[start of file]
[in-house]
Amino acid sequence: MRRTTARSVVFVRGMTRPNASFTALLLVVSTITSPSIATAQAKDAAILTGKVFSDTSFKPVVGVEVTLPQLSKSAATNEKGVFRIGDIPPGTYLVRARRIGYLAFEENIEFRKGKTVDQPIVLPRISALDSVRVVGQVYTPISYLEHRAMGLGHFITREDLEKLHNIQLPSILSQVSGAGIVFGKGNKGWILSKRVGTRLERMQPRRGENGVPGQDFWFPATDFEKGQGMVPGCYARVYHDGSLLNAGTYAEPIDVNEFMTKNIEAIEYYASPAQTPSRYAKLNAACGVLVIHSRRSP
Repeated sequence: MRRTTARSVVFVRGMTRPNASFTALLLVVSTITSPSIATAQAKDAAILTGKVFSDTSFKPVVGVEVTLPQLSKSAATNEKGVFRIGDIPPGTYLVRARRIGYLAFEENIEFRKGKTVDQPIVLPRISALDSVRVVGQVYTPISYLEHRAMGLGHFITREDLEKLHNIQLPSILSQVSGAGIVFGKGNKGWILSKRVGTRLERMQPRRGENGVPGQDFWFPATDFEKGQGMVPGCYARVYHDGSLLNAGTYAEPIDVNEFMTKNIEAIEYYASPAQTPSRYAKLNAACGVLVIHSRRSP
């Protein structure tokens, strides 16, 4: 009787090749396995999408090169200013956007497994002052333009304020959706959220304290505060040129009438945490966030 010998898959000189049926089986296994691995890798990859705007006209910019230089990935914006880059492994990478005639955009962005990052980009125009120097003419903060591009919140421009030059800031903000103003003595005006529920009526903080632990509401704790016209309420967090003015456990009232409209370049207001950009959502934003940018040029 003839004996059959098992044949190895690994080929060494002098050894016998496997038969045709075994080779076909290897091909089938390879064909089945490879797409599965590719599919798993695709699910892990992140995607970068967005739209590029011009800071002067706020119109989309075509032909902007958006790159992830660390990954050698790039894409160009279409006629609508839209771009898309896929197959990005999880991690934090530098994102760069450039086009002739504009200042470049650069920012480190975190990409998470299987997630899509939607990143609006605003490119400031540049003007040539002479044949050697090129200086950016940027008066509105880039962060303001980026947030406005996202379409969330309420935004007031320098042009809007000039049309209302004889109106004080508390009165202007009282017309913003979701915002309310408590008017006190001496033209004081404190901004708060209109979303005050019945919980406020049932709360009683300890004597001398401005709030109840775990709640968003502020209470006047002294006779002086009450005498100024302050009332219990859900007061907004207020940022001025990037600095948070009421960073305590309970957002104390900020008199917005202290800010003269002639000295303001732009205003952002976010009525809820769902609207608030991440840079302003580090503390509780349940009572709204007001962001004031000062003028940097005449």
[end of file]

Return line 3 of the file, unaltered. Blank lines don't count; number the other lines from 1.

Repeated sequence: MRRTTARSVVFVRGMTRPNASFTALLLVVSTITSPSIATAQAKDAAILTGKVFSDTSFKPVVGVEVTLPQLSKSAATNEKGVFRIGDIPPGTYLVRARRIGYLAFEENIEFRKGKTVDQPIVLPRISALDSVRVVGQVYTPISYLEHRAMGLGHFITREDLEKLHNIQLPSILSQVSGAGIVFGKGNKGWILSKRVGTRLERMQPRRGENGVPGQDFWFPATDFEKGQGMVPGCYARVYHDGSLLNAGTYAEPIDVNEFMTKNIEAIEYYASPAQTPSRYAKLNAACGVLVIHSRRSP